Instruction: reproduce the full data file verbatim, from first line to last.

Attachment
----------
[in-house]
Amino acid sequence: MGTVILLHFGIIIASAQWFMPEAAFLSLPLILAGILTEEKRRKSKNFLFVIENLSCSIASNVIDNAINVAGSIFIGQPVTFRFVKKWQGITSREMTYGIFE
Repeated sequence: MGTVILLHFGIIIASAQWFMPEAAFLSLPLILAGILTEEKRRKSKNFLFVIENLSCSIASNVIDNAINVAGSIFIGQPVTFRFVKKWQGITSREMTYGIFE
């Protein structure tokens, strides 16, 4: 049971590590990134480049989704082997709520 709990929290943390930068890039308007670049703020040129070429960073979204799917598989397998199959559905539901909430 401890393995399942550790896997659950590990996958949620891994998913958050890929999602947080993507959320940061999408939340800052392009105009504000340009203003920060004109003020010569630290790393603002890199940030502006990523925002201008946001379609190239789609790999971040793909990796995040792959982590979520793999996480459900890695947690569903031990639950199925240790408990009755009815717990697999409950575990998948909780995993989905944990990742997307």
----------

[in-house]
Amino acid sequence: MGTVILLHFGIIIASAQWFMPEAAFLSLPLILAGILTEEKRRKSKNFLFVIENLSCSIASNVIDNAINVAGSIFIGQPVTFRFVKKWQGITSREMTYGIFE
Repeated sequence: MGTVILLHFGIIIASAQWFMPEAAFLSLPLILAGILTEEKRRKSKNFLFVIENLSCSIASNVIDNAINVAGSIFIGQPVTFRFVKKWQGITSREMTYGIFE
């Protein structure tokens, strides 16, 4: 049971590590990134480049989704082997709520 709990929290943390930068890039308007670049703020040129070429960073979204799917598989397998199959559905539901909430 401890393995399942550790896997659950590990996958949620891994998913958050890929999602947080993507959320940061999408939340800052392009105009504000340009203003920060004109003020010569630290790393603002890199940030502006990523925002201008946001379609190239789609790999971040793909990796995040792959982590979520793999996480459900890695947690569903031990639950199925240790408990009755009815717990697999409950575990998948909780995993989905944990990742997307």